electronic calculator


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Related to electronic calculator: Pocket calculators

electronic calculator

[i‚lek′trän·ik ′kal·kyə‚lād·ər]
(electronics)
A calculator in which integrated circuits perform calculations and show results on a digital display; the displays usually use either seven-segment light-emitting diodes or liquid crystals.
References in periodicals archive ?
Building on the technology developed to create the 14-A, Casio launched the 001 in 1965, the world's first electronic calculator with a memory function.
The first commercial applications for LCDs began appearing in the early 1970s, led by Sharp's EL805 portable electronic calculator, which consumed as little as one percent of the power required by previous calculators employing fluorescent-tube displays.
Tenders are invited for Electronic Calculator Of Citizen Model Ct 712 Or Any Other Suitable Make.
Tenders are invited for Supply of Electronic Calculator New Version, Display (Digits) 12 with check and correct functions (120 steps check), Type-Basic, Keytype-standard keys, casing type - plastic, solar and battery, auto reply, dimensions: 128.
Over its long history, Sharp has compiled a long list of similar accomplishments, including the introduction of Japan's first commercial radio and television sets, and the world's first electronic calculator and liquid crystal display.
Sharp introduced the first practical LCD (Liquid Crystal Display) in 1973 with the pocket electronic calculator.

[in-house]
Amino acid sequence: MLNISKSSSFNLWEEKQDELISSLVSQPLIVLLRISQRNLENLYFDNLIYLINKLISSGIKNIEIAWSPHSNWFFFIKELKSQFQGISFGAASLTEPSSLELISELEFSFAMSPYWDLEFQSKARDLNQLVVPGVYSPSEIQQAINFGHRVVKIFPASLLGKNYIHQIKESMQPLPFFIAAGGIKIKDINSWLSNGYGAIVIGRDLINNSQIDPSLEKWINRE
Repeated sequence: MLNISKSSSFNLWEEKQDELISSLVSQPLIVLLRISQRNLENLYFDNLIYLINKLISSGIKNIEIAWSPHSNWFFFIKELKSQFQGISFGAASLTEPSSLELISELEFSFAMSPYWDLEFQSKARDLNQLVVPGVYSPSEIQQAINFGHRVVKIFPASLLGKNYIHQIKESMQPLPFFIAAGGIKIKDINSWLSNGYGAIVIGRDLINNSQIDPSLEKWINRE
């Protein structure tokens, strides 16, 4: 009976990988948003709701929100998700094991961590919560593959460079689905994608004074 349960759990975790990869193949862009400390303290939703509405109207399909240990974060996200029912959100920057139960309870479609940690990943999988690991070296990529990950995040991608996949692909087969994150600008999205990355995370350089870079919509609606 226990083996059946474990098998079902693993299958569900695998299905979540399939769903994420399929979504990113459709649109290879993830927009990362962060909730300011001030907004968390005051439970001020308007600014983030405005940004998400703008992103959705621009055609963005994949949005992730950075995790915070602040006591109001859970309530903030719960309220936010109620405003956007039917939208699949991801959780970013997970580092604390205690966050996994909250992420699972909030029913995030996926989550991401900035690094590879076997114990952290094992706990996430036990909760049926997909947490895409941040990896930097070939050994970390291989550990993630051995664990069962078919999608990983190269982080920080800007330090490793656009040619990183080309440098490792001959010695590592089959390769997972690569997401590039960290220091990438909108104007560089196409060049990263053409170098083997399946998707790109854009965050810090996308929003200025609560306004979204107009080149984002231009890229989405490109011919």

This device will change the way engineers think about next-generation switching elements in the same way Bill Hewlett's first electronic calculator changed the way engineers thought about slide rules in the early 1970s," said John O'Rourke, general manager of Agilent's Optical Networking Division.
Most young, and even not so young readers, cannot imagine a world without electronic calculators.
China sent 15% fewer electronic calculators abroad in the first 11 months of 2013, 12% fewer umbrellas and 21% fewer cigarette lighters, Chinese data shows as low-end manufacturers abandon China for cheaper locations.
In 1980, it became the first in the world to mass produce amorphous silicon solar cells, which were widely used as power source for electronic calculators, thereby contributing to the spread of solar cells.
Two years later, electronic calculators began to appear in stores but cautious cashiers, suspicious of innovation, were checking them with an abacus.

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